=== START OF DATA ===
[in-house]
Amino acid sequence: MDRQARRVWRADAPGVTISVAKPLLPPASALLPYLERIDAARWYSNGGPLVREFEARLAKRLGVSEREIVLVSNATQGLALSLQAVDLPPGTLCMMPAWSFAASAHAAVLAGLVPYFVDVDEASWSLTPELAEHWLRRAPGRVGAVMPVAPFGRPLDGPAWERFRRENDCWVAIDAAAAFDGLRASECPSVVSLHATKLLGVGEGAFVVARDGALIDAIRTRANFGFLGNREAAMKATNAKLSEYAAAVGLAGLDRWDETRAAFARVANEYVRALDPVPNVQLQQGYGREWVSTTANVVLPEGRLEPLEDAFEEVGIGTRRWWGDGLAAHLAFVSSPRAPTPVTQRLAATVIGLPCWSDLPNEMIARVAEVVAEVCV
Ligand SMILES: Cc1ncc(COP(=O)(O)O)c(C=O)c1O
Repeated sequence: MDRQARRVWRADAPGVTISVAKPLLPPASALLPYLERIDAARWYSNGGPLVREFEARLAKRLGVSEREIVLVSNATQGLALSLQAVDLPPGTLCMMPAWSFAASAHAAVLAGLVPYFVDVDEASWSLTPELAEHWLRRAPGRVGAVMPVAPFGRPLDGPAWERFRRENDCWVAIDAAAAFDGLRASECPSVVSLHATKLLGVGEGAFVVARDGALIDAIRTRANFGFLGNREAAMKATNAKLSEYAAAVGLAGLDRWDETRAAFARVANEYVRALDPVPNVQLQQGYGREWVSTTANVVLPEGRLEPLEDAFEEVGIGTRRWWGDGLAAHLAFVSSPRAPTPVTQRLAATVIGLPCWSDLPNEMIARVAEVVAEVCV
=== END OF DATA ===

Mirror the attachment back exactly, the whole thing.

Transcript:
[in-house]
Amino acid sequence: MDRQARRVWRADAPGVTISVAKPLLPPASALLPYLERIDAARWYSNGGPLVREFEARLAKRLGVSEREIVLVSNATQGLALSLQAVDLPPGTLCMMPAWSFAASAHAAVLAGLVPYFVDVDEASWSLTPELAEHWLRRAPGRVGAVMPVAPFGRPLDGPAWERFRRENDCWVAIDAAAAFDGLRASECPSVVSLHATKLLGVGEGAFVVARDGALIDAIRTRANFGFLGNREAAMKATNAKLSEYAAAVGLAGLDRWDETRAAFARVANEYVRALDPVPNVQLQQGYGREWVSTTANVVLPEGRLEPLEDAFEEVGIGTRRWWGDGLAAHLAFVSSPRAPTPVTQRLAATVIGLPCWSDLPNEMIARVAEVVAEVCV
Ligand SMILES: Cc1ncc(COP(=O)(O)O)c(C=O)c1O
Repeated sequence: MDRQARRVWRADAPGVTISVAKPLLPPASALLPYLERIDAARWYSNGGPLVREFEARLAKRLGVSEREIVLVSNATQGLALSLQAVDLPPGTLCMMPAWSFAASAHAAVLAGLVPYFVDVDEASWSLTPELAEHWLRRAPGRVGAVMPVAPFGRPLDGPAWERFRRENDCWVAIDAAAAFDGLRASECPSVVSLHATKLLGVGEGAFVVARDGALIDAIRTRANFGFLGNREAAMKATNAKLSEYAAAVGLAGLDRWDETRAAFARVANEYVRALDPVPNVQLQQGYGREWVSTTANVVLPEGRLEPLEDAFEEVGIGTRRWWGDGLAAHLAFVSSPRAPTPVTQRLAATVIGLPCWSDLPNEMIARVAEVVAEVCV